Saturday, December 15, 2007
As a general rule, don't trust the government, any government. In most of the developed world, it is a government of the people, by the corporations, for the corporations.
Ori Berger Send private email
Saturday, December 15, 2007
You should quit now before your job is outsourced. Try real estate. Way back in 2001 I remember all the predictions -- offshoring will kill high-tech in America, we'll all move to other industries or starve, etc.

Fast forward to the year 2007.  Look, it all came true.  We aren't here.  We have no jobs.  Companies like Microsoft, Google, Yahoo, Intel, etc, all moved their development activities to India and China.  Look at all the jobs that don't exist in Seattle, Austin, the bay area.

I also seem to remember predictions that we'd all be telecommuting, saving companies millions on real estate.  And look, that happened too!  And it happened for the same reasons as offshorting happened!

Don't base your career decisions on one small nothing company. If your company thinks offshoring is the solution, ditch them and find a new job.

Saturday, December 15, 2007
I've personally given up on the computer programming and computer engineering fields. They have been in serious trouble for years in the US.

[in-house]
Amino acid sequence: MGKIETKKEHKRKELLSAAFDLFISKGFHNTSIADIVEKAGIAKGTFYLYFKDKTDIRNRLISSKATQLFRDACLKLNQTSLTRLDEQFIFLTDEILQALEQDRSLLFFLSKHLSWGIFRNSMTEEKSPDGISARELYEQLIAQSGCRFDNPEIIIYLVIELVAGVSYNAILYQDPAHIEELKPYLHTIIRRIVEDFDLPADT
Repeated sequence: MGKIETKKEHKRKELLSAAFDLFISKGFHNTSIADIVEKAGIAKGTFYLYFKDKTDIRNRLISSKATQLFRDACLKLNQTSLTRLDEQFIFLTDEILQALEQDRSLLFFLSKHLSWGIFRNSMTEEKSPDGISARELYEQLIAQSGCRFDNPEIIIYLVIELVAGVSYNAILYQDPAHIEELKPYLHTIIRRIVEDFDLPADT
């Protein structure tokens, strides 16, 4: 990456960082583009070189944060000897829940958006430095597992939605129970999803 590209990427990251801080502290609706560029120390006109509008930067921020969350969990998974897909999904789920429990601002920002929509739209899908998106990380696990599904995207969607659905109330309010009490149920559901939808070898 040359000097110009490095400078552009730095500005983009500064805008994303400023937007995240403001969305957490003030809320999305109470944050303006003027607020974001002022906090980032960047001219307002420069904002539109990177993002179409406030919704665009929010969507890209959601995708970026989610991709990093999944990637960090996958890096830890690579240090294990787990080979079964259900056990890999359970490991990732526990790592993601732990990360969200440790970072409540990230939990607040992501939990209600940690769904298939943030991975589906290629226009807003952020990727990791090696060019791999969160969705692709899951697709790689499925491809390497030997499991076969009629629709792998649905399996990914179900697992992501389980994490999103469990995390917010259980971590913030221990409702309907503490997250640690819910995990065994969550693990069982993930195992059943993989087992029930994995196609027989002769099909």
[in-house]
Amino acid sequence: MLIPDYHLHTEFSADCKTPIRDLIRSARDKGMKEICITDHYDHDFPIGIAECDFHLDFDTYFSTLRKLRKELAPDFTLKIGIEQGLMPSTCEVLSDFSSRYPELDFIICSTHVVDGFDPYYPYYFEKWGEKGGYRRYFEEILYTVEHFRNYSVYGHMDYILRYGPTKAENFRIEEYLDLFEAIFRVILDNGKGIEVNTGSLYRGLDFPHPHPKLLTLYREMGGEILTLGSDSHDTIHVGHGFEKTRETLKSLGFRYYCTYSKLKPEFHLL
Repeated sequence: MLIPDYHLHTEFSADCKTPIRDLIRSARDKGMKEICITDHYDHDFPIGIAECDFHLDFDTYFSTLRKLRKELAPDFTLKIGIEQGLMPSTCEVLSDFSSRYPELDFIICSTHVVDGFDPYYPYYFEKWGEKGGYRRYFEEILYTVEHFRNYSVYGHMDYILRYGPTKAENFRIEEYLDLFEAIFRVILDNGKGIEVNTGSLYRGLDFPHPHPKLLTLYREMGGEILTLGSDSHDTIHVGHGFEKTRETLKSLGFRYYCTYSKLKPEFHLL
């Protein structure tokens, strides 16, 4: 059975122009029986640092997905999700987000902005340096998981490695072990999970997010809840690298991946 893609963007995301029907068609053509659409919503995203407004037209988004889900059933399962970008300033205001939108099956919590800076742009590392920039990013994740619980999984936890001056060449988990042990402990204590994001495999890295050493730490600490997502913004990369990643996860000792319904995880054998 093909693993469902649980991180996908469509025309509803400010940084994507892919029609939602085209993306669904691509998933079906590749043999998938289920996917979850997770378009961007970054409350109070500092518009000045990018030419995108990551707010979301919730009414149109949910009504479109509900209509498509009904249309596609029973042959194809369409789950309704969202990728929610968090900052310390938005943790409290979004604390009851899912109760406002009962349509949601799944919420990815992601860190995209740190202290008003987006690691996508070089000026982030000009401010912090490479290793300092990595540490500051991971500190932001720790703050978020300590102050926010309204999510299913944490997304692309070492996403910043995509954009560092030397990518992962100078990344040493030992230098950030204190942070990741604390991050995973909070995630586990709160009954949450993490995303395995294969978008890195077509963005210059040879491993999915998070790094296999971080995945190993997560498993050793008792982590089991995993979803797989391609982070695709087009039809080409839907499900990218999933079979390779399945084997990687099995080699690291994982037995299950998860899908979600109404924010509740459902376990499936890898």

As I see it, the basic underlying problem is this. We are victims of the success of IT. IT and computer engineering and implementation roles used to be much more sparsely distributed than they are today, so in the past - in the 1980 -  you could pretty much make your resume whatever you want it to be. That started to change in the 1990s as IT caught the attention of the recruiting and staffing industry, whose sole agenda is to treat anyone in their scope of interest as fungible commodities. At the same time, PCs and computers became utterly ubiquitous.

Today, the staffing model that seems to apply to IT is the "factory worker" or "Army grunt" role. You have to fit, and the degree of fit has to be exact and perfect. Masses of lookalike people clawing for some marginal recognition using cookie cutter, lookalike IDEs and languages. And all of us held to strictly regimented job and performance standards.